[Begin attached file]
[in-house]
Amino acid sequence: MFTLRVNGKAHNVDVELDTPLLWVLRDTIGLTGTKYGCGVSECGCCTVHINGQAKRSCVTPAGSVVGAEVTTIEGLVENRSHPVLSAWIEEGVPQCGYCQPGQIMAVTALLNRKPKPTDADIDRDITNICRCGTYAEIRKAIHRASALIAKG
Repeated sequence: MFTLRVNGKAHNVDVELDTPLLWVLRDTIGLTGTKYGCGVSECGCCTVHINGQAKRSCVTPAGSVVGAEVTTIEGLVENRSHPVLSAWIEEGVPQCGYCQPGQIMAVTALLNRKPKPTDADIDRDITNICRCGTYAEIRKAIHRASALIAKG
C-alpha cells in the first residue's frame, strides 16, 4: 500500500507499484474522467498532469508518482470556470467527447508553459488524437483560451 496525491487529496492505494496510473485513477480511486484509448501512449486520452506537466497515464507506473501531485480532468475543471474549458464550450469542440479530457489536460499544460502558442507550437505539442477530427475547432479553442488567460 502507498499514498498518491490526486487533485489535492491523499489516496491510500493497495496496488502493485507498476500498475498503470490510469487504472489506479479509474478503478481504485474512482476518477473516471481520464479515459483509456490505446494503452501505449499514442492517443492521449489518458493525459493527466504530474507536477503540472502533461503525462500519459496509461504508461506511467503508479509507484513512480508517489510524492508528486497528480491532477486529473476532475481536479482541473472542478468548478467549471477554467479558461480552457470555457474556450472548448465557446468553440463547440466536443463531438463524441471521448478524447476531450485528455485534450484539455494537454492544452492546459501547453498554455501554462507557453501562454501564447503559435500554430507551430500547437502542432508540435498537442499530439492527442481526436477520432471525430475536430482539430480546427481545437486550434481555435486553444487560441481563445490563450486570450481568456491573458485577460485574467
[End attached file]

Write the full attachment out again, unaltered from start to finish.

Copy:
[in-house]
Amino acid sequence: MFTLRVNGKAHNVDVELDTPLLWVLRDTIGLTGTKYGCGVSECGCCTVHINGQAKRSCVTPAGSVVGAEVTTIEGLVENRSHPVLSAWIEEGVPQCGYCQPGQIMAVTALLNRKPKPTDADIDRDITNICRCGTYAEIRKAIHRASALIAKG
Repeated sequence: MFTLRVNGKAHNVDVELDTPLLWVLRDTIGLTGTKYGCGVSECGCCTVHINGQAKRSCVTPAGSVVGAEVTTIEGLVENRSHPVLSAWIEEGVPQCGYCQPGQIMAVTALLNRKPKPTDADIDRDITNICRCGTYAEIRKAIHRASALIAKG
C-alpha cells in the first residue's frame, strides 16, 4: 500500500507499484474522467498532469508518482470556470467527447508553459488524437483560451 496525491487529496492505494496510473485513477480511486484509448501512449486520452506537466497515464507506473501531485480532468475543471474549458464550450469542440479530457489536460499544460502558442507550437505539442477530427475547432479553442488567460 502507498499514498498518491490526486487533485489535492491523499489516496491510500493497495496496488502493485507498476500498475498503470490510469487504472489506479479509474478503478481504485474512482476518477473516471481520464479515459483509456490505446494503452501505449499514442492517443492521449489518458493525459493527466504530474507536477503540472502533461503525462500519459496509461504508461506511467503508479509507484513512480508517489510524492508528486497528480491532477486529473476532475481536479482541473472542478468548478467549471477554467479558461480552457470555457474556450472548448465557446468553440463547440466536443463531438463524441471521448478524447476531450485528455485534450484539455494537454492544452492546459501547453498554455501554462507557453501562454501564447503559435500554430507551430500547437502542432508540435498537442499530439492527442481526436477520432471525430475536430482539430480546427481545437486550434481555435486553444487560441481563445490563450486570450481568456491573458485577460485574467